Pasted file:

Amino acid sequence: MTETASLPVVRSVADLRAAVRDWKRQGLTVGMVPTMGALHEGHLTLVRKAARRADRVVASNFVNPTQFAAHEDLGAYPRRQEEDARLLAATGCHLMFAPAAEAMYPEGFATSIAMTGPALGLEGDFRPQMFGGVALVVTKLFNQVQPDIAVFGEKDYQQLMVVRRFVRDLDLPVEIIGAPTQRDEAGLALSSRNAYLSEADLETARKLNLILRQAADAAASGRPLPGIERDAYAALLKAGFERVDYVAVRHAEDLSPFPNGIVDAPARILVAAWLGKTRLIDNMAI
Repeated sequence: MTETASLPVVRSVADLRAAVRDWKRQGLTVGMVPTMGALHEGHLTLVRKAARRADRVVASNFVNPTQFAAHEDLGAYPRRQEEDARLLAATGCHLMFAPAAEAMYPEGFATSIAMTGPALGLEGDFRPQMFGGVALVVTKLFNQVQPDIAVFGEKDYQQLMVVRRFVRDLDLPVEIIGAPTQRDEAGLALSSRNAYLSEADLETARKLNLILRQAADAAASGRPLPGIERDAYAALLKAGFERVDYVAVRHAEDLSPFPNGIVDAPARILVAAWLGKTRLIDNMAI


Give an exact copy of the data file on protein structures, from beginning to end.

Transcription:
Amino acid sequence: MTETASLPVVRSVADLRAAVRDWKRQGLTVGMVPTMGALHEGHLTLVRKAARRADRVVASNFVNPTQFAAHEDLGAYPRRQEEDARLLAATGCHLMFAPAAEAMYPEGFATSIAMTGPALGLEGDFRPQMFGGVALVVTKLFNQVQPDIAVFGEKDYQQLMVVRRFVRDLDLPVEIIGAPTQRDEAGLALSSRNAYLSEADLETARKLNLILRQAADAAASGRPLPGIERDAYAALLKAGFERVDYVAVRHAEDLSPFPNGIVDAPARILVAAWLGKTRLIDNMAI
Repeated sequence: MTETASLPVVRSVADLRAAVRDWKRQGLTVGMVPTMGALHEGHLTLVRKAARRADRVVASNFVNPTQFAAHEDLGAYPRRQEEDARLLAATGCHLMFAPAAEAMYPEGFATSIAMTGPALGLEGDFRPQMFGGVALVVTKLFNQVQPDIAVFGEKDYQQLMVVRRFVRDLDLPVEIIGAPTQRDEAGLALSSRNAYLSEADLETARKLNLILRQAADAAASGRPLPGIERDAYAALLKAGFERVDYVAVRHAEDLSPFPNGIVDAPARILVAAWLGKTRLIDNMAI